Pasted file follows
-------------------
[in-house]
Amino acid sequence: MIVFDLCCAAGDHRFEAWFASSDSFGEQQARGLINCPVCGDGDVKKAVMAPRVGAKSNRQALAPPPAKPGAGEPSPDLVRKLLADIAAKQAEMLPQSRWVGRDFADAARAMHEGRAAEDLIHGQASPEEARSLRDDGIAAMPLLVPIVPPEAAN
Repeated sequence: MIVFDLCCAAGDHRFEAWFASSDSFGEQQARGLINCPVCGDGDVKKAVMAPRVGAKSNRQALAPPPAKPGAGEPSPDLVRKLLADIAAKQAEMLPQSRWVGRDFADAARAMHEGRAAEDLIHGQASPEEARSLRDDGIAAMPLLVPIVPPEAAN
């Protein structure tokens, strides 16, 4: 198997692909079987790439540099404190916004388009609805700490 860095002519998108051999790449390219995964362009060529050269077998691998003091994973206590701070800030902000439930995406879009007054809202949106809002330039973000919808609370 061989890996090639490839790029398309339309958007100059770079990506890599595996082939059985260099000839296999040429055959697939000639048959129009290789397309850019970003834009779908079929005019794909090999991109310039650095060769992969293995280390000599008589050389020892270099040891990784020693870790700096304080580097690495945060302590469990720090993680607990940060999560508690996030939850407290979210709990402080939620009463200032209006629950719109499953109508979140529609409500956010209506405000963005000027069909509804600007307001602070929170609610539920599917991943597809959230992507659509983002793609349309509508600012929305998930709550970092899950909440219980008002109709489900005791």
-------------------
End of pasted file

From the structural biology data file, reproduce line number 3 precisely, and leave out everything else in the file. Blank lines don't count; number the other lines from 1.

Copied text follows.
Repeated sequence: MIVFDLCCAAGDHRFEAWFASSDSFGEQQARGLINCPVCGDGDVKKAVMAPRVGAKSNRQALAPPPAKPGAGEPSPDLVRKLLADIAAKQAEMLPQSRWVGRDFADAARAMHEGRAAEDLIHGQASPEEARSLRDDGIAAMPLLVPIVPPEAAN